20. The logic gate of claim 18 in which said first and second subsets comprise p-channel semiconductor devices, said first and second additional devices comprise n-channel semiconductor devices, and in which there is provided a second supply coupled to said additional devices being of negative potential with respect to said first supply.

21. A method for gating logic signals by (1) a first subset of semiconductor devices connected in parallel paths and coupled to an input of an associated first additional semiconductor device and a first gate output and (2) a second subset of semiconductor devices connected in series circuit and coupled to an input of an associated second additional semiconductor device and a second gate output, outputs of said first and second additional devices being cross connected respectively to inputs of said second and first additional devices to form a circuit without storage states, the first and second subsets being of one conductivity type and the first and second additional devices being of another conductivity type, which comprises the steps of

- producing at the first and second gate outputs the complements of the signals appearing respectively at the second and first additional semiconductor device inputs,
- applying first logic signals to the first subset for turning on the first subset and the first additional device and producing at the first gate output a first function of the first logic signals, and
- applying second logic signals which are the complements of said first logic signals to the second subset for turning on the second subset and the second additional device and producing at the second gate output a second function of the second logic signals.

22. The method of claim 21 in which there is provided the step of producing at the first gate output a NOR function of the first logic signals and producing at the second gate output a NAND function of the second logic signals.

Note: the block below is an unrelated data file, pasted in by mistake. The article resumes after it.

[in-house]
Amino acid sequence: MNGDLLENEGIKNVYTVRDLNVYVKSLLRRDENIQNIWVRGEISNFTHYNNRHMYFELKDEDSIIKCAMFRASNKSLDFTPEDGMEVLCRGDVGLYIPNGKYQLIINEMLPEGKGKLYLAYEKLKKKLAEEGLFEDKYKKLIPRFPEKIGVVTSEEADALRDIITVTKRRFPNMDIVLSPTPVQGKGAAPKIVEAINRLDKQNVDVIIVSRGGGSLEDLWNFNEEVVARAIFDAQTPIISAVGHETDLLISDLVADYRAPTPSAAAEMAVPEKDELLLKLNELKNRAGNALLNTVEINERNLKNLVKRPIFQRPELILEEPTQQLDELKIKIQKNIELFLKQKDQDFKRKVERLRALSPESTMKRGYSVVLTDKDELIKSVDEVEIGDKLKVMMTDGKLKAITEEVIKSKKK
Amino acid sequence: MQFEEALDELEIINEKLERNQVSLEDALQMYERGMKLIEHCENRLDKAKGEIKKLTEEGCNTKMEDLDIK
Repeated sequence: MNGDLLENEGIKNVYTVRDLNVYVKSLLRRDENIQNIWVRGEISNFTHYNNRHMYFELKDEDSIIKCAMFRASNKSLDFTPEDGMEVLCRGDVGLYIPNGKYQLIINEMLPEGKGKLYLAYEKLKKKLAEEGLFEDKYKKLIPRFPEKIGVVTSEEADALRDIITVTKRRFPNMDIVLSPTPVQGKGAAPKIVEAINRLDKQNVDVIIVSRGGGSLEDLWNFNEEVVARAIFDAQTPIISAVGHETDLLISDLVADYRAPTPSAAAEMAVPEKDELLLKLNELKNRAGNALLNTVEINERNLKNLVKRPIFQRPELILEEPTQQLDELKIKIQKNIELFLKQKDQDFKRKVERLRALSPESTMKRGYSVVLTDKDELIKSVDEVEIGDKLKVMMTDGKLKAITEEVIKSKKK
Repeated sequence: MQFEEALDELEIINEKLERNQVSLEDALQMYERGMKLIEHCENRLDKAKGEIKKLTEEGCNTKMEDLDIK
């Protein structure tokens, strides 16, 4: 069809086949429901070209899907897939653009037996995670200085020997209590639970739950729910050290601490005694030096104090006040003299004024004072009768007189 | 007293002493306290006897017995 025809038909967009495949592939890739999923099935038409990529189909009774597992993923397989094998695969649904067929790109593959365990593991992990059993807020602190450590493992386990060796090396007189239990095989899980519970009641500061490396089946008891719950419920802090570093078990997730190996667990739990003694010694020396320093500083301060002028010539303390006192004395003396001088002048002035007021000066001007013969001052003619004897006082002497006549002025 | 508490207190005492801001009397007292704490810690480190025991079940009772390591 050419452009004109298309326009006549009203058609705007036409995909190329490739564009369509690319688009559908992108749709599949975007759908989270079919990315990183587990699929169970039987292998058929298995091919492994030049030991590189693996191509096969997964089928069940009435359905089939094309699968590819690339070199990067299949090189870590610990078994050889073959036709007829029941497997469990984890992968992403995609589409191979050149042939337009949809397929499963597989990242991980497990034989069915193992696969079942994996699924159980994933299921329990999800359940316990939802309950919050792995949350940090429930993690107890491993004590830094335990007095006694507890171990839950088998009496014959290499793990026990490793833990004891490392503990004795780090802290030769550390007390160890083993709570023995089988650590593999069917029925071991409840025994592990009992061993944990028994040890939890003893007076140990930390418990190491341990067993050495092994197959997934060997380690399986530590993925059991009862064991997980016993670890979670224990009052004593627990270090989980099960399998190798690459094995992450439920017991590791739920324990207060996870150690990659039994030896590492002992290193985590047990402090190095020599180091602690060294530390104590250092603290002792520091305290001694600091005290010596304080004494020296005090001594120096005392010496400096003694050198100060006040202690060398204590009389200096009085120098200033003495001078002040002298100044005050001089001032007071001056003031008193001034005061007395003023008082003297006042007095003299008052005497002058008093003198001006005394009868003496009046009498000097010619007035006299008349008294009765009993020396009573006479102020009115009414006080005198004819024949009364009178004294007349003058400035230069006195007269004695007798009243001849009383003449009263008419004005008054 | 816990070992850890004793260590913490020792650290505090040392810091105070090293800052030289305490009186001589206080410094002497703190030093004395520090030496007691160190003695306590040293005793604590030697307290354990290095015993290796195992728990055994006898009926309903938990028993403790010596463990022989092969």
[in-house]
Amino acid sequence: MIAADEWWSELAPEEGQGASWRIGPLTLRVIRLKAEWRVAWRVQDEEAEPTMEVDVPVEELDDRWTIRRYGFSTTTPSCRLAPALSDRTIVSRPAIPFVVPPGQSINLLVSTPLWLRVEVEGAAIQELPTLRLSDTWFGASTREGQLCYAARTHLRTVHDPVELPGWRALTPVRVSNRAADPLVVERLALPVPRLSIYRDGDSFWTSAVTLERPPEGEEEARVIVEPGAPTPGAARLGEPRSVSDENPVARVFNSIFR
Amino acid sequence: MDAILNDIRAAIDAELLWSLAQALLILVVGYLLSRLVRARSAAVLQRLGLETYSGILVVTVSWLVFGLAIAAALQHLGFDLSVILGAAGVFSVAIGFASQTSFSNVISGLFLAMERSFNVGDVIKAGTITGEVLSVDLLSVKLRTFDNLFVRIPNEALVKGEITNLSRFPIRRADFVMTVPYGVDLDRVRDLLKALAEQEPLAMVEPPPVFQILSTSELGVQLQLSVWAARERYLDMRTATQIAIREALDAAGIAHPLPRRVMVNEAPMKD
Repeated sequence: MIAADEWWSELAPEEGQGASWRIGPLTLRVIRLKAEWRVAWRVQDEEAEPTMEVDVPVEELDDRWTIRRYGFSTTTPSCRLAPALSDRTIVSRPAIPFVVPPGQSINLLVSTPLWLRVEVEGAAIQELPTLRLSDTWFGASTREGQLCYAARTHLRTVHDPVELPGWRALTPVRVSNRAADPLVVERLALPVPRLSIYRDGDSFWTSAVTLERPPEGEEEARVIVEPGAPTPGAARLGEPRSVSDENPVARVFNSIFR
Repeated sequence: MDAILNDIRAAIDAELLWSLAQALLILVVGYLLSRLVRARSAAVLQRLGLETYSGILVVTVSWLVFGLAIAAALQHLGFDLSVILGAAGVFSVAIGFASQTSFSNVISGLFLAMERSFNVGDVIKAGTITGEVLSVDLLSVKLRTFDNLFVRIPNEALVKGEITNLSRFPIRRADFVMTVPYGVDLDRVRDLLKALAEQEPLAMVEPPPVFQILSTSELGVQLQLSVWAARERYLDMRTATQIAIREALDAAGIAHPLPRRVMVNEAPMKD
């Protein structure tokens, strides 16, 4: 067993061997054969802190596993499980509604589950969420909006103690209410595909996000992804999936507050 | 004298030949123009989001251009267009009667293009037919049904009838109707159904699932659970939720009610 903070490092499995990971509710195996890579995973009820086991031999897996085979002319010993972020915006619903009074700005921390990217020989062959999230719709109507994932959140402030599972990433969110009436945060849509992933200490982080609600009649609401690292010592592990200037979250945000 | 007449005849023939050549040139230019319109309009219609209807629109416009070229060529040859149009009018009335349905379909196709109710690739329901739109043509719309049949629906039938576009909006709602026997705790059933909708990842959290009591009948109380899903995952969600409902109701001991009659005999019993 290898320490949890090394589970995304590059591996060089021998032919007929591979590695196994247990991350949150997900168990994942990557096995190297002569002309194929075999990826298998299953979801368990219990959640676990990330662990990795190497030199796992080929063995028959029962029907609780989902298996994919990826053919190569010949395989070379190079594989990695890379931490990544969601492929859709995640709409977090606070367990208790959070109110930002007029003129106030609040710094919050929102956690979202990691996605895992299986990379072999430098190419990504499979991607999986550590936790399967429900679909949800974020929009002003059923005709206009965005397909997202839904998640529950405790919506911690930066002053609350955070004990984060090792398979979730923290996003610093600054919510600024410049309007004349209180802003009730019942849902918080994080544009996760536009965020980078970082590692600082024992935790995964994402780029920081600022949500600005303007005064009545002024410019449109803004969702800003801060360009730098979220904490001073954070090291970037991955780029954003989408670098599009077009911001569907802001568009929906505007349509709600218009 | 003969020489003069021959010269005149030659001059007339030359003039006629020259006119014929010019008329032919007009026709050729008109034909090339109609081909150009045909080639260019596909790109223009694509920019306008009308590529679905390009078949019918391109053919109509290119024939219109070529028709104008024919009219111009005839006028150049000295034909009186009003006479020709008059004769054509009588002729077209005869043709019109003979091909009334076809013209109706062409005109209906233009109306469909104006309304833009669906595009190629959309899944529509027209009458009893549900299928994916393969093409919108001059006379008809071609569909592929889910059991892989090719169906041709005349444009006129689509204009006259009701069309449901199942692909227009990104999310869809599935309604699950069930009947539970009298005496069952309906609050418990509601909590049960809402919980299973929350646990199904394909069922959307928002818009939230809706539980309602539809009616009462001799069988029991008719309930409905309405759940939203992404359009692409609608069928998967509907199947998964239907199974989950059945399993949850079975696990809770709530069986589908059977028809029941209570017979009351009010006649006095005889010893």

23. The method of claim 21 in which there is provided the step of producing at the first gate output a NAND function of the first logic signals and producing at the second gate output a NOR function of the second logic signals.

24. The method of claim 21 in which there is provided the further step of producing at the first and second gate outputs the complement of the function produced respectively at the second and first gate outputs.

25. The method of claim 24 in which there is provided the further step of turning on at any one time either but not both (1) the first subset and the first additional device or (2) the second subset and the second additional device.

**Referenced Cited**

**U.S. Patent Documents**

3448388 | June 1969 | Krause |

3515901 | June 1970 | White |

3602732 | August 1971 | Suzuki |

3702446 | November 1972 | Steudel |

3737673 | June 1973 | Suzuki |

3755745 | August 1973 | Sapir |

3825772 | July 1974 | Ainsworth |

**Other references**

- kvamme, "Microelectronics Using General Electric Emitter-Coupled Logic Operators", G.E. Application Note 90.80; Aug. 1962; 20 pages. Lohman, "Some Applications of Metal-Oxide Semiconductors to Switching Circuits", SCP and Solid State Technology (pub.); pp. 31-35; May 1964.

**Patent History**

**Patent number**: 3980897

**Type:**Grant

**Filed**: Jul 8, 1974

**Date of Patent**: Sep 14, 1976

**Assignee**: Solid State Scientific, Inc. (Montgomeryville, PA)

**Inventor**: Edward H. Arnold (King of Prussia, PA)

**Primary Examiner**: John S. Heyman

**Assistant Examiner**: L. N. Anagnos

**Law Firm**: Maleson, Kimmelman & Ratner

**Application Number**: 5/486,450

**Classifications**

**Current U.S. Class**:

**307/205;**307/215; 307/218; 307/279; 307/288

**International Classification**: H03K 1908; H03K 1920; H03K 3286; H03K 3353;